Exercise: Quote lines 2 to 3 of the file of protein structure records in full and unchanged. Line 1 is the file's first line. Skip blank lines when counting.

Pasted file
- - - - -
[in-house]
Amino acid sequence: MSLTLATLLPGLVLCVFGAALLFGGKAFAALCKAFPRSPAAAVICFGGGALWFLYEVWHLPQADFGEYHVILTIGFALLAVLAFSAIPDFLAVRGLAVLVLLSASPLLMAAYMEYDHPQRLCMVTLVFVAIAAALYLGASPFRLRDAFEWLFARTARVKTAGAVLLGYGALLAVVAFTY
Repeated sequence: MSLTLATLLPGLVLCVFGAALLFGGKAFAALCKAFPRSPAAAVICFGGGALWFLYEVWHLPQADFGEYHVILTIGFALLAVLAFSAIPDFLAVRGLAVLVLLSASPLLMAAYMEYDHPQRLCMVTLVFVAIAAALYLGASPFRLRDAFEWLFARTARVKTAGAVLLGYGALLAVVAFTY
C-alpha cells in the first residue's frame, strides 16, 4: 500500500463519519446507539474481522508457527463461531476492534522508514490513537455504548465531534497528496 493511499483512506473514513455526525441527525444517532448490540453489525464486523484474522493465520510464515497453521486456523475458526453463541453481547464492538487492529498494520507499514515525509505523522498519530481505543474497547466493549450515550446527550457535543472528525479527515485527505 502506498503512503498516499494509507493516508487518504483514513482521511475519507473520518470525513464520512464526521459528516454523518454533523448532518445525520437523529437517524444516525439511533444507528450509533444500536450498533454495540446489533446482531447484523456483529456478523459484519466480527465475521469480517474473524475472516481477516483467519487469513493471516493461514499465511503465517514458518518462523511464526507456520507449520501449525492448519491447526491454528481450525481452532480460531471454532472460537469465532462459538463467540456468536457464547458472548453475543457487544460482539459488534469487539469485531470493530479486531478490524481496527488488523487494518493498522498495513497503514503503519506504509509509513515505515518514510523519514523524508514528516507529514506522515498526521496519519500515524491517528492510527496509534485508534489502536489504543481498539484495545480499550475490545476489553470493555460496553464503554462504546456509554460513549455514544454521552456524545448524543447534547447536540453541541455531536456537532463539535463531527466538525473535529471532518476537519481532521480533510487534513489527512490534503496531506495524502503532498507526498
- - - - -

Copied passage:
Amino acid sequence: MSLTLATLLPGLVLCVFGAALLFGGKAFAALCKAFPRSPAAAVICFGGGALWFLYEVWHLPQADFGEYHVILTIGFALLAVLAFSAIPDFLAVRGLAVLVLLSASPLLMAAYMEYDHPQRLCMVTLVFVAIAAALYLGASPFRLRDAFEWLFARTARVKTAGAVLLGYGALLAVVAFTY
Repeated sequence: MSLTLATLLPGLVLCVFGAALLFGGKAFAALCKAFPRSPAAAVICFGGGALWFLYEVWHLPQADFGEYHVILTIGFALLAVLAFSAIPDFLAVRGLAVLVLLSASPLLMAAYMEYDHPQRLCMVTLVFVAIAAALYLGASPFRLRDAFEWLFARTARVKTAGAVLLGYGALLAVVAFTY